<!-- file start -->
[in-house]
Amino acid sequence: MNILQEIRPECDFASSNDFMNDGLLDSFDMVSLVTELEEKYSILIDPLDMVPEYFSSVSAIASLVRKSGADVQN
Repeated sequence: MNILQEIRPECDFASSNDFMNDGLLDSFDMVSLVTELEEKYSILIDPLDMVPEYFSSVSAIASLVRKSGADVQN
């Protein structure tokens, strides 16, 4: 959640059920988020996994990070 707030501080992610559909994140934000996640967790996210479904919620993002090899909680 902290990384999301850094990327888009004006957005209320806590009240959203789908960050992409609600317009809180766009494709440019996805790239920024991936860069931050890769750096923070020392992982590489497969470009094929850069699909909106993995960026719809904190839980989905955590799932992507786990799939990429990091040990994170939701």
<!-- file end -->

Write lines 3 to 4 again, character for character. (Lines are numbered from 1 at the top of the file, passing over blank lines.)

Repeated sequence: MNILQEIRPECDFASSNDFMNDGLLDSFDMVSLVTELEEKYSILIDPLDMVPEYFSSVSAIASLVRKSGADVQN
């Protein structure tokens, strides 16, 4: 959640059920988020996994990070 707030501080992610559909994140934000996640967790996210479904919620993002090899909680 902290990384999301850094990327888009004006957005209320806590009240959203789908960050992409609600317009809180766009494709440019996805790239920024991936860069931050890769750096923070020392992982590489497969470009094929850069699909909106993995960026719809904190839980989905955590799932992507786990799939990429990091040990994170939701």